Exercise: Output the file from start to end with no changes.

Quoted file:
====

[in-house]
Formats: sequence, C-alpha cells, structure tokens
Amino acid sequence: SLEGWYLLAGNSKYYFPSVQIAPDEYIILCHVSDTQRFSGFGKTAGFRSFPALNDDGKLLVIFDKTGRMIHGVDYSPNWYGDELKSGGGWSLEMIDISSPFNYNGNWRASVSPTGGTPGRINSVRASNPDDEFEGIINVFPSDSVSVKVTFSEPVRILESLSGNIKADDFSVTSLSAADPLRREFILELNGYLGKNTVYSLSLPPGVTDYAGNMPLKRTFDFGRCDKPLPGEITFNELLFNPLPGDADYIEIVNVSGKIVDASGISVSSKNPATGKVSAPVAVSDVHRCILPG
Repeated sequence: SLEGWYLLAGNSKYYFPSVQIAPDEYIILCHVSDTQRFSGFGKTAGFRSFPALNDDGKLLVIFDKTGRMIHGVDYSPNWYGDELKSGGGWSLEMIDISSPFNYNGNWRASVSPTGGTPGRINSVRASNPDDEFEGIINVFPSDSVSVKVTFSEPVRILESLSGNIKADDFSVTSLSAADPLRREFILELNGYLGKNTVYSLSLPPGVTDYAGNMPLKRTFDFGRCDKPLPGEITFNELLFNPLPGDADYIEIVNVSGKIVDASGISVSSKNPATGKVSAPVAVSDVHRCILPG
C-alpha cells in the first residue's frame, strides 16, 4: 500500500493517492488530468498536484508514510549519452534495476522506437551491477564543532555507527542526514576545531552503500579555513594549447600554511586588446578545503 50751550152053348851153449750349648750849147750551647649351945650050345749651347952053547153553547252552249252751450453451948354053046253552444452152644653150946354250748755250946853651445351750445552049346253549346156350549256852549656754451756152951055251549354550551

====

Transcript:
[in-house]
Formats: sequence, C-alpha cells, structure tokens
Amino acid sequence: SLEGWYLLAGNSKYYFPSVQIAPDEYIILCHVSDTQRFSGFGKTAGFRSFPALNDDGKLLVIFDKTGRMIHGVDYSPNWYGDELKSGGGWSLEMIDISSPFNYNGNWRASVSPTGGTPGRINSVRASNPDDEFEGIINVFPSDSVSVKVTFSEPVRILESLSGNIKADDFSVTSLSAADPLRREFILELNGYLGKNTVYSLSLPPGVTDYAGNMPLKRTFDFGRCDKPLPGEITFNELLFNPLPGDADYIEIVNVSGKIVDASGISVSSKNPATGKVSAPVAVSDVHRCILPG
Repeated sequence: SLEGWYLLAGNSKYYFPSVQIAPDEYIILCHVSDTQRFSGFGKTAGFRSFPALNDDGKLLVIFDKTGRMIHGVDYSPNWYGDELKSGGGWSLEMIDISSPFNYNGNWRASVSPTGGTPGRINSVRASNPDDEFEGIINVFPSDSVSVKVTFSEPVRILESLSGNIKADDFSVTSLSAADPLRREFILELNGYLGKNTVYSLSLPPGVTDYAGNMPLKRTFDFGRCDKPLPGEITFNELLFNPLPGDADYIEIVNVSGKIVDASGISVSSKNPATGKVSAPVAVSDVHRCILPG
C-alpha cells in the first residue's frame, strides 16, 4: 500500500493517492488530468498536484508514510549519452534495476522506437551491477564543532555507527542526514576545531552503500579555513594549447600554511586588446578545503 50751550152053348851153449750349648750849147750551647649351945650050345749651347952053547153553547252552249252751450453451948354053046253552444452152644653150946354250748755250946853651445351750445552049346253549346156350549256852549656754451756152951055251549354550551